Skip to content

The Streptococcus gordonii adhesin CshA protein binds host fibronectin via a catch-clamp mechanism

Research output: Contribution to journalArticle

Original languageEnglish
Pages (from-to)1538-1549
Number of pages12
JournalJournal of Biological Chemistry
Issue number5
DateAccepted/In press - 5 Dec 2016
DatePublished (current) - 3 Feb 2017


Adherence of bacteria to biotic or abiotic surfaces is a prerequisite for host colonization and represents an important step in microbial pathogenicity. This attachment is facilitated by bacterial adhesins at the cell surface. Because of their size and often elaborate multidomain architectures, these polypeptides represent challenging targets for detailed structural and functional characterization. The multifunctional fibrillar adhesin CshA, which mediates binding to both host molecules and other microorganisms, is an important determinant of colonization by Streptococcus gordonii, an oral commensal and opportunistic pathogen of animals and humans. CshA binds the high-molecularweight glycoprotein fibronectin (Fn) via an N-terminal non-repetitive region, and this protein-protein interaction has been proposed to promote S. gordonii colonization at multiple sites within the host. However, the molecular details of how these two proteins interact have yet to be established. Here we present a structural description of the Fn binding N-terminal region of CshA, derived from a combination of X-ray crystallography, small angle X-ray scattering, and complementary biophysical methods. In vitro binding studies support a previously unreported two-state "catch-clamp" mechanism of Fn binding by CshA, in which the disordered N-terminal domain of CshA acts to "catch" Fn, via formation of a rapidly assembled but also readily dissociable pre-complex, enabling its neighboring ligand binding domain to tightly clamp the two polypeptides together. This study presents a new paradigm for target binding by a bacterial adhesin, the identification of which will inform future efforts toward the development of anti-adhesive agents that target S. gordonii and related streptococci.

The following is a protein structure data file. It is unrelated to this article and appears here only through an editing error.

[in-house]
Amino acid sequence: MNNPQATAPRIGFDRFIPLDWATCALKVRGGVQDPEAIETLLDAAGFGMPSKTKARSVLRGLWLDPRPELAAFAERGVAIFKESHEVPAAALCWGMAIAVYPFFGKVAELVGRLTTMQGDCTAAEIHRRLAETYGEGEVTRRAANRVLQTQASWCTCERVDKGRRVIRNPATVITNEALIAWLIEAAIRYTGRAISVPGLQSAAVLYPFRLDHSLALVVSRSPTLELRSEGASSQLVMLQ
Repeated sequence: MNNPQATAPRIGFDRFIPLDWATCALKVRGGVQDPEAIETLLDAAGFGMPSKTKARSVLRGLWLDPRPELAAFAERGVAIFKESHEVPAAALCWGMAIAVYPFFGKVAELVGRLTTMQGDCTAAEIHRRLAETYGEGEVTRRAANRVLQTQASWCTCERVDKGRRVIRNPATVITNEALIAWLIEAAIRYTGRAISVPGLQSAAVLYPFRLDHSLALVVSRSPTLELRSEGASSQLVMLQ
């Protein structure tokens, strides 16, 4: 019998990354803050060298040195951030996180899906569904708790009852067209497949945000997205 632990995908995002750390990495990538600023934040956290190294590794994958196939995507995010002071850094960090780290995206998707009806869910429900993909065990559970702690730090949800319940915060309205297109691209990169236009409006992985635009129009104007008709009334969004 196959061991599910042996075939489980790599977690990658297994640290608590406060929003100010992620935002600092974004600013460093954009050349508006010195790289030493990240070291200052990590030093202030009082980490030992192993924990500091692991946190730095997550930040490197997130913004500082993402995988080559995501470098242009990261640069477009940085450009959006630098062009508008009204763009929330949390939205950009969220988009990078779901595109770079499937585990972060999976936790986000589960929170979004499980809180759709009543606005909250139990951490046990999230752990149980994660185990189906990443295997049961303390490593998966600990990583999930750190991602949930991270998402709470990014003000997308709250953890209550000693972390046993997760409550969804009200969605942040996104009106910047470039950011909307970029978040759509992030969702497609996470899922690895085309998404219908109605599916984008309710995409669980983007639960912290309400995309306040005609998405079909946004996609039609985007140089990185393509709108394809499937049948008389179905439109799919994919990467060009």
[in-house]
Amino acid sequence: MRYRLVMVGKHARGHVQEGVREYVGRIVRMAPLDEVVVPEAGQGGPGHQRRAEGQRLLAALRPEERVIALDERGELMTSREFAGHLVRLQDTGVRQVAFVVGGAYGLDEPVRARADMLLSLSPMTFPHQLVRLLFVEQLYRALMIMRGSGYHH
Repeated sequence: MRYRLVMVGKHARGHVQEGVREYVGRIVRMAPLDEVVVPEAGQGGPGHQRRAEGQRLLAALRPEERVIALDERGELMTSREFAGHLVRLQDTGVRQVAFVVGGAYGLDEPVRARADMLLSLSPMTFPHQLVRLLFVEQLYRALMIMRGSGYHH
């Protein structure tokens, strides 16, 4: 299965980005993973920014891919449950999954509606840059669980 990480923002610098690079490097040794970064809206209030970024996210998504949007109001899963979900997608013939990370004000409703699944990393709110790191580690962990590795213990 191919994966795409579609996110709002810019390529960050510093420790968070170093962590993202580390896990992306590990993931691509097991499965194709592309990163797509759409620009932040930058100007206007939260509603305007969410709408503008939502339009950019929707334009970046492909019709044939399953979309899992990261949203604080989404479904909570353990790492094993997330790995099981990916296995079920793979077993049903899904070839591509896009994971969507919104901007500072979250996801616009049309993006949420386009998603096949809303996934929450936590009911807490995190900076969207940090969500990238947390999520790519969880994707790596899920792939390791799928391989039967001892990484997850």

Structured keywords

  • Bristol BioDesign Institute
  • BrisSynBio

    Research areas

  • Adhesin, intrinsically disordered protein, X-ray crystallography, SAXS, bacterial pathogenesis, microbiology

Download statistics

No data available



  • Full-text PDF (accepted author manuscript)

    Rights statement: This is the author accepted manuscript (AAM). The final published version (version of record) is available online via ASBMB at Please refer to any applicable terms of use of the publisher.

    Accepted author manuscript, 7 MB, PDF document

  • Full-text PDF (final published version)

    Rights statement: This is the final published version of the article (version of record). It first appeared online via ASBMB at . Please refer to any applicable terms of use of the publisher.

    Final published version, 2 MB, PDF document


View research connections

Related faculties, schools or groups